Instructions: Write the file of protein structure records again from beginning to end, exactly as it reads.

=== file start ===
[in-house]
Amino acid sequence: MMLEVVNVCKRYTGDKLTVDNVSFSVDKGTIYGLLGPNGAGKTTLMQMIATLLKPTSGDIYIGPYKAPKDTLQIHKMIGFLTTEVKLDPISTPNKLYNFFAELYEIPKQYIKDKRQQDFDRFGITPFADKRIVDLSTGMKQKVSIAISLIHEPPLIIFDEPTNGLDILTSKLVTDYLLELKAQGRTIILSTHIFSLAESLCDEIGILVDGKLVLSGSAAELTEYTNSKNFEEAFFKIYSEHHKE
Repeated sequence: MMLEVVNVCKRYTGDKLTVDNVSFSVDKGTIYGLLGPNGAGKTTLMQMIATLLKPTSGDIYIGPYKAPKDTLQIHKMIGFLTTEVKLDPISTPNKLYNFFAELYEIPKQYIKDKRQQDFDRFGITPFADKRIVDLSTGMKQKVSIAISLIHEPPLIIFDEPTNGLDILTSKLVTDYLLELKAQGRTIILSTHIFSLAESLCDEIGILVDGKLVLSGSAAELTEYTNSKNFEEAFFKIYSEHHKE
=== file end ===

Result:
[in-house]
Amino acid sequence: MMLEVVNVCKRYTGDKLTVDNVSFSVDKGTIYGLLGPNGAGKTTLMQMIATLLKPTSGDIYIGPYKAPKDTLQIHKMIGFLTTEVKLDPISTPNKLYNFFAELYEIPKQYIKDKRQQDFDRFGITPFADKRIVDLSTGMKQKVSIAISLIHEPPLIIFDEPTNGLDILTSKLVTDYLLELKAQGRTIILSTHIFSLAESLCDEIGILVDGKLVLSGSAAELTEYTNSKNFEEAFFKIYSEHHKE
Repeated sequence: MMLEVVNVCKRYTGDKLTVDNVSFSVDKGTIYGLLGPNGAGKTTLMQMIATLLKPTSGDIYIGPYKAPKDTLQIHKMIGFLTTEVKLDPISTPNKLYNFFAELYEIPKQYIKDKRQQDFDRFGITPFADKRIVDLSTGMKQKVSIAISLIHEPPLIIFDEPTNGLDILTSKLVTDYLLELKAQGRTIILSTHIFSLAESLCDEIGILVDGKLVLSGSAAELTEYTNSKNFEEAFFKIYSEHHKE